February 14, 2011 New York
It's worth talking a bit about Northern soul, because Walker really used the reference. Every weekend, working-class young people would swarm the dance floors at clubs across Northern Britain, the most famous of which was Wigan Casino. The dancing there was athletic and competitive, and it went on all night, and sometimes for entire weekends; then, come Monday, the dancers would return to their jobs on the docks or in the mines.
"I loved the idea of combining the three ways of dressing that went into the scene," Walker explained after her show today. "There was this very working-class thing, with dockworkers' coats and caps, and then the racerback singlets that were worn for the more athletic dancing. And then," she added, "there was the super-femininity of some of the women's looks. They'd turn themselves out in their Sunday best clothes, with these full skirts that really moved on the dance floor."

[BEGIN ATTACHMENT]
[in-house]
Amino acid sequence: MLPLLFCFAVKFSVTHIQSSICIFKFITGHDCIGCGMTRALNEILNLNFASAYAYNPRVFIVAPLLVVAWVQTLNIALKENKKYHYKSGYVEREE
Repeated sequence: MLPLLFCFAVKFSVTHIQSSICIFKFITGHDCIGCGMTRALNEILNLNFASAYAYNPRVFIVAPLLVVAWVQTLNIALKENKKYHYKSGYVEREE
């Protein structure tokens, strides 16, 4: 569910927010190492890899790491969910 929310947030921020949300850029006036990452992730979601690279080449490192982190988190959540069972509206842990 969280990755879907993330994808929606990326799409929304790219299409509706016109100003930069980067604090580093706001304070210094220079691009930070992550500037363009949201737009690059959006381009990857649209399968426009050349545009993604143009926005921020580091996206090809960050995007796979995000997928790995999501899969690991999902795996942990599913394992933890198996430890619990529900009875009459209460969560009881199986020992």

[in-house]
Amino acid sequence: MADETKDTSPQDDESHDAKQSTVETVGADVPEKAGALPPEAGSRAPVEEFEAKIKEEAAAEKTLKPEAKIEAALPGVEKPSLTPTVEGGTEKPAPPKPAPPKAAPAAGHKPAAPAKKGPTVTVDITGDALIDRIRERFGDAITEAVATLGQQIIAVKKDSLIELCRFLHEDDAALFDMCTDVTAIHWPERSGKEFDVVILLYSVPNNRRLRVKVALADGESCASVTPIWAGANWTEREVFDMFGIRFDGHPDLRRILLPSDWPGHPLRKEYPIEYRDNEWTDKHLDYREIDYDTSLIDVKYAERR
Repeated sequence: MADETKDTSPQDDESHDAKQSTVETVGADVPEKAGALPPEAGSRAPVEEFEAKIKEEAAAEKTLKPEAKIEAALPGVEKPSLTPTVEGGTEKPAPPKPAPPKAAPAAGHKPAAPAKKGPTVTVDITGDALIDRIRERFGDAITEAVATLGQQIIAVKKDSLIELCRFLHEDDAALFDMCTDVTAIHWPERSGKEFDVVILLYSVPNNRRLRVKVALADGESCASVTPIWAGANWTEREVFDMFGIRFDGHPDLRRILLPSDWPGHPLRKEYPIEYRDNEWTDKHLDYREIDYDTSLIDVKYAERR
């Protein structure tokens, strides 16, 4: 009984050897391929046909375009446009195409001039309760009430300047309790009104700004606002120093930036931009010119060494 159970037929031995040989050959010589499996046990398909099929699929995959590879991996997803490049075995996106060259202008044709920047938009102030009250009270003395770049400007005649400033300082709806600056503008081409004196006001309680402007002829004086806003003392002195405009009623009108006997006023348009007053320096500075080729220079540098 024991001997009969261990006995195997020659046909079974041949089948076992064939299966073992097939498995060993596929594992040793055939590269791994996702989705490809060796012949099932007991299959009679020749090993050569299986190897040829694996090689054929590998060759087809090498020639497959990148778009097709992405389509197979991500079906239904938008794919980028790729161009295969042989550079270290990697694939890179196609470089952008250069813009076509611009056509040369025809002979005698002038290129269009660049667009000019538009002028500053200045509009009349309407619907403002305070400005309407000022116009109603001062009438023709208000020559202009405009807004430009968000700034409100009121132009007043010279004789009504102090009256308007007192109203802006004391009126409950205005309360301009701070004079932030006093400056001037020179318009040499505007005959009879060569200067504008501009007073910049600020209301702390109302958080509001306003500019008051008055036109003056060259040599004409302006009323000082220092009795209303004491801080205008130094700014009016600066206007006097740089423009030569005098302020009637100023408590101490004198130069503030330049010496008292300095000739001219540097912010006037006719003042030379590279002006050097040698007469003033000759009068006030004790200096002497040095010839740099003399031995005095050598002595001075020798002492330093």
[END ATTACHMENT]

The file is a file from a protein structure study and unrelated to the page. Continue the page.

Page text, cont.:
Walker updated those references nicely. A key motif was black vinyl detailing, which added an industrial edge to wallpaper floral-print blouses and girly pleated skirts, and gave a graphic touch to Walker's pop-color coats. There were ultra-feminine "Sunday best" frocks, like a timeless bias-cut chiffon, and two standout pairs of mannish trousers, one high-waisted with a gentle wide-leg silhouette, the other skinny, cropped, and cuffed. The clothes looked easy and modern, and the inspiration was never too overt, with the exception of the print Walker derived from the souvenir patches the Northern soul-sters used to collect. That was perhaps a little too on-the-nose, but it was still a nice tip of the hat.